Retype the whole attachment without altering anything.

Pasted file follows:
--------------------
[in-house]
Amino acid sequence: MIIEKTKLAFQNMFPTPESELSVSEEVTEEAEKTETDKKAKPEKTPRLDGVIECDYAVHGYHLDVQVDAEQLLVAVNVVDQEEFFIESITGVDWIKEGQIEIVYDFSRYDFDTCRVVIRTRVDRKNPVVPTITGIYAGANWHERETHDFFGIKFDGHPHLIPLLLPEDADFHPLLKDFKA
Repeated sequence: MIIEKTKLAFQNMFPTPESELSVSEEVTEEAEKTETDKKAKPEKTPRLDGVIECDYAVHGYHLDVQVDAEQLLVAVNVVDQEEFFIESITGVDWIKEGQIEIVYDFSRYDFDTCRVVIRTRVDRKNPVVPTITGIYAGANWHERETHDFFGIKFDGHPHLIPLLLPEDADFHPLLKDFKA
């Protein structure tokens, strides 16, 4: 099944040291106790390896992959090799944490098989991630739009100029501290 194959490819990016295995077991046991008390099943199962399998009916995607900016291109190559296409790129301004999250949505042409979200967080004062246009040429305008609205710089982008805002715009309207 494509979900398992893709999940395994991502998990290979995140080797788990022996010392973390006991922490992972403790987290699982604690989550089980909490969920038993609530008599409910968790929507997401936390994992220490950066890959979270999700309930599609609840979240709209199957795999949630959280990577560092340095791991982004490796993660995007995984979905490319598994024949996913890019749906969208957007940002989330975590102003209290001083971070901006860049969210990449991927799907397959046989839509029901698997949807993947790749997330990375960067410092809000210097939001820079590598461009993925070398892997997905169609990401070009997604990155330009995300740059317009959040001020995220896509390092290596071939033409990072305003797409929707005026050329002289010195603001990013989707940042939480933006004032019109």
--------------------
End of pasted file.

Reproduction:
[in-house]
Amino acid sequence: MIIEKTKLAFQNMFPTPESELSVSEEVTEEAEKTETDKKAKPEKTPRLDGVIECDYAVHGYHLDVQVDAEQLLVAVNVVDQEEFFIESITGVDWIKEGQIEIVYDFSRYDFDTCRVVIRTRVDRKNPVVPTITGIYAGANWHERETHDFFGIKFDGHPHLIPLLLPEDADFHPLLKDFKA
Repeated sequence: MIIEKTKLAFQNMFPTPESELSVSEEVTEEAEKTETDKKAKPEKTPRLDGVIECDYAVHGYHLDVQVDAEQLLVAVNVVDQEEFFIESITGVDWIKEGQIEIVYDFSRYDFDTCRVVIRTRVDRKNPVVPTITGIYAGANWHERETHDFFGIKFDGHPHLIPLLLPEDADFHPLLKDFKA
């Protein structure tokens, strides 16, 4: 099944040291106790390896992959090799944490098989991630739009100029501290 194959490819990016295995077991046991008390099943199962399998009916995607900016291109190559296409790129301004999250949505042409979200967080004062246009040429305008609205710089982008805002715009309207 494509979900398992893709999940395994991502998990290979995140080797788990022996010392973390006991922490992972403790987290699982604690989550089980909490969920038993609530008599409910968790929507997401936390994992220490950066890959979270999700309930599609609840979240709209199957795999949630959280990577560092340095791991982004490796993660995007995984979905490319598994024949996913890019749906969208957007940002989330975590102003209290001083971070901006860049969210990449991927799907397959046989839509029901698997949807993947790749997330990375960067410092809000210097939001820079590598461009993925070398892997997905169609990401070009997604990155330009995300740059317009959040001020995220896509390092290596071939033409990072305003797409929707005026050329002289010195603001990013989707940042939480933006004032019109």